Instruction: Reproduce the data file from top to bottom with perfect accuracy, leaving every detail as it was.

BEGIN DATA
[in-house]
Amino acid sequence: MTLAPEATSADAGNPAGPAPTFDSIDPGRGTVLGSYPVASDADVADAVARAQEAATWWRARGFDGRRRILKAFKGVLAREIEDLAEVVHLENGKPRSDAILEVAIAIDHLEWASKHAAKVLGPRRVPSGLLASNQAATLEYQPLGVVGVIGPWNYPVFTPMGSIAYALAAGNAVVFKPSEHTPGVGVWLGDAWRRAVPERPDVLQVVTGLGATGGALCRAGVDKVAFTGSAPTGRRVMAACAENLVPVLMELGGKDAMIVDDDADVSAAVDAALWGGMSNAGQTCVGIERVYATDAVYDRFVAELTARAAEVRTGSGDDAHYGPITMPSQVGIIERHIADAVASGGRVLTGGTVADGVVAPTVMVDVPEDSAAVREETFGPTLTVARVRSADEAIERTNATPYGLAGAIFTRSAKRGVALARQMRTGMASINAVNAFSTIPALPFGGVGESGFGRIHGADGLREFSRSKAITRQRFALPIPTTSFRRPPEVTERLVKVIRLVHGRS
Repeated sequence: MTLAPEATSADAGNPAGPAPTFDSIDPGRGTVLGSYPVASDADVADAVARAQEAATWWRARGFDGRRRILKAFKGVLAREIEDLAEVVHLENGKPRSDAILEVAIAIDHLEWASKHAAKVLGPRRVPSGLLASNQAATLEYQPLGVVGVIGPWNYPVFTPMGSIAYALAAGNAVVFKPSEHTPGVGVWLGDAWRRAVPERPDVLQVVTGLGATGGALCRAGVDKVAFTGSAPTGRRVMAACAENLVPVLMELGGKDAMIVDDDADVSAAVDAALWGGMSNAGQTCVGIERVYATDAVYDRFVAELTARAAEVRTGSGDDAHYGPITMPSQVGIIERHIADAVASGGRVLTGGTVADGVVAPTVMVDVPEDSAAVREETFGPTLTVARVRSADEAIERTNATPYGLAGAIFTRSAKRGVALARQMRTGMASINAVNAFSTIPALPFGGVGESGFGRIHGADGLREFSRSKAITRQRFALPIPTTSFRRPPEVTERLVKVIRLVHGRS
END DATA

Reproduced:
[in-house]
Amino acid sequence: MTLAPEATSADAGNPAGPAPTFDSIDPGRGTVLGSYPVASDADVADAVARAQEAATWWRARGFDGRRRILKAFKGVLAREIEDLAEVVHLENGKPRSDAILEVAIAIDHLEWASKHAAKVLGPRRVPSGLLASNQAATLEYQPLGVVGVIGPWNYPVFTPMGSIAYALAAGNAVVFKPSEHTPGVGVWLGDAWRRAVPERPDVLQVVTGLGATGGALCRAGVDKVAFTGSAPTGRRVMAACAENLVPVLMELGGKDAMIVDDDADVSAAVDAALWGGMSNAGQTCVGIERVYATDAVYDRFVAELTARAAEVRTGSGDDAHYGPITMPSQVGIIERHIADAVASGGRVLTGGTVADGVVAPTVMVDVPEDSAAVREETFGPTLTVARVRSADEAIERTNATPYGLAGAIFTRSAKRGVALARQMRTGMASINAVNAFSTIPALPFGGVGESGFGRIHGADGLREFSRSKAITRQRFALPIPTTSFRRPPEVTERLVKVIRLVHGRS
Repeated sequence: MTLAPEATSADAGNPAGPAPTFDSIDPGRGTVLGSYPVASDADVADAVARAQEAATWWRARGFDGRRRILKAFKGVLAREIEDLAEVVHLENGKPRSDAILEVAIAIDHLEWASKHAAKVLGPRRVPSGLLASNQAATLEYQPLGVVGVIGPWNYPVFTPMGSIAYALAAGNAVVFKPSEHTPGVGVWLGDAWRRAVPERPDVLQVVTGLGATGGALCRAGVDKVAFTGSAPTGRRVMAACAENLVPVLMELGGKDAMIVDDDADVSAAVDAALWGGMSNAGQTCVGIERVYATDAVYDRFVAELTARAAEVRTGSGDDAHYGPITMPSQVGIIERHIADAVASGGRVLTGGTVADGVVAPTVMVDVPEDSAAVREETFGPTLTVARVRSADEAIERTNATPYGLAGAIFTRSAKRGVALARQMRTGMASINAVNAFSTIPALPFGGVGESGFGRIHGADGLREFSRSKAITRQRFALPIPTTSFRRPPEVTERLVKVIRLVHGRS